Statistical analysis. Data were analysed using the SPSS statistical package, version 12.0 (SPSS Inc, Chicago, Ill, USA). Where percentages are reported, denominators may vary depending on subgroup characteristics and/or missing data and are indicated where appropriate. A χ2 test was used to compare categorical outcomes, with Fisher’s exact test used for 2 × 2 contingency tables. The Student’s t-test was used for two independent samples with continuous outcome variables. Unconditional logistic regression was used for multivariate analysis of dichotomous outcome variables. Statistical significance was determined at the 5% level.
Qualitative data. After completion of the clinical panel review process, panel members were asked to comment on the major issues facing EDs in relation to older people living in residential care, possible solutions and any other relevant issues. All comments were transcribed into a separate database. These were initially examined line by line to identify units of information, which were then grouped together into categories. Where necessary, a new category was added or others were collapsed.16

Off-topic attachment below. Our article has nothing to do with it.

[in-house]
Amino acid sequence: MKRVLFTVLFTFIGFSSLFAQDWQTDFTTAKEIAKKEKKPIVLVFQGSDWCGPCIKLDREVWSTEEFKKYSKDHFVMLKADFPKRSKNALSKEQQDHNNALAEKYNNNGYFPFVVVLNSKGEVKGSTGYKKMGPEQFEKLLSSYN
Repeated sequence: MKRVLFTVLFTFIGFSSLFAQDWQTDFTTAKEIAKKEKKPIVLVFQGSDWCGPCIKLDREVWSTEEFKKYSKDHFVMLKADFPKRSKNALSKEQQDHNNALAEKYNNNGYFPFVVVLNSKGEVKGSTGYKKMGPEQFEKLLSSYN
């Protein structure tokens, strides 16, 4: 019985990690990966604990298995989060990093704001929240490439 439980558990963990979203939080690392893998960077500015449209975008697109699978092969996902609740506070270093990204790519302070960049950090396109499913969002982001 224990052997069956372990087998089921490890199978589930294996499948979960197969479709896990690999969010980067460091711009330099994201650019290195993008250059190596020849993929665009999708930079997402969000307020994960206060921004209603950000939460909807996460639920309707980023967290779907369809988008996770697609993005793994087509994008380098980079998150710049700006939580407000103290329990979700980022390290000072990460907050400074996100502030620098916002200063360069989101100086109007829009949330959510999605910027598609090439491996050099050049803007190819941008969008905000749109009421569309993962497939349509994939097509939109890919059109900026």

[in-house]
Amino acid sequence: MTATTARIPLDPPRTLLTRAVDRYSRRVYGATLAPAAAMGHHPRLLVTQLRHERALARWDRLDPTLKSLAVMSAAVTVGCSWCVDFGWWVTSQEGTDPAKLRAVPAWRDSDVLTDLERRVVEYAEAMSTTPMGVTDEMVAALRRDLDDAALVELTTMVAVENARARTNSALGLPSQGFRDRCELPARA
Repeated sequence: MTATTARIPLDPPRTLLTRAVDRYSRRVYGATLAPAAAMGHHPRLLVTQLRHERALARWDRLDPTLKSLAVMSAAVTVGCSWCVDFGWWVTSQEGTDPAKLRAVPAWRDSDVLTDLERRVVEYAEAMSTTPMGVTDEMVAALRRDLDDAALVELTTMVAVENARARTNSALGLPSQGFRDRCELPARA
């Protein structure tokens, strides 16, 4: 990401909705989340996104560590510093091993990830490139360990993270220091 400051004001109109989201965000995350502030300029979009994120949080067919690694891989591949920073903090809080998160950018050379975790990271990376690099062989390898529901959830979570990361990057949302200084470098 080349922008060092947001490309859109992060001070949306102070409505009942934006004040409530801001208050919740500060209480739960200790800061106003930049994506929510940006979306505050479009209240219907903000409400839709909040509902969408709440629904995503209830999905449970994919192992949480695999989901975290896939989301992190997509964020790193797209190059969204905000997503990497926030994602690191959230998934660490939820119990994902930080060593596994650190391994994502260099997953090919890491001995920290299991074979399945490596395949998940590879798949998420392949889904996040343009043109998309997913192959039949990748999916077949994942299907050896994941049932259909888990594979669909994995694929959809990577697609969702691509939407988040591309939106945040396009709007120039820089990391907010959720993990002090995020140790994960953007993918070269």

A total of 580 ambulance transfers from residential care institutions to the RPH ED were identified. Of these, 39 involved people aged under 65 years and were excluded from further analysis. The remaining 541 presentations comprised 2.1% of the total 25 820 ED presentations during the study period and 8.3% of the 6551 ED presentations of patients aged ≥ 65 years.
Characteristics of patients and presentations. Some characteristics of patients and procedures performed in the ED are summarised in Box 2. The length of time the resident had been “unwell” before transfer to the ED was reported in 460 of 541 cases: 220 (48%) had been unwell for < 6 hours, 299 (65%) for < 24 hours and 340 (74%) for < 2 days. In 38 cases (8%), the person had been unwell for over a week.
Of the 541 residential care patients, 326 (60%) were admitted to hospital (compared with 67% of all patients aged ≥ 65 years who were admitted during the study period): 179/315 (57%) from nursing homes compared with 94/131 (72%) from hostels (P = 0.004). Of the 326 patients admitted, 276 (85%) survived to hospital discharge. Of those not admitted, 210/213 (99%) survived to ED discharge. The mean length of stay of admitted patients was 8.4 days (SD, 9.4 days; median, 5 days; range, 0.5–69 days).
Main presenting medical problems. The main medical problems identified among patients presenting to the ED are summarised in Box 3. Pneumonia, occurring in 11.1% of patients, was the single largest diagnostic category. Of the 541 presentations, 118 (21.8%) were related to falls.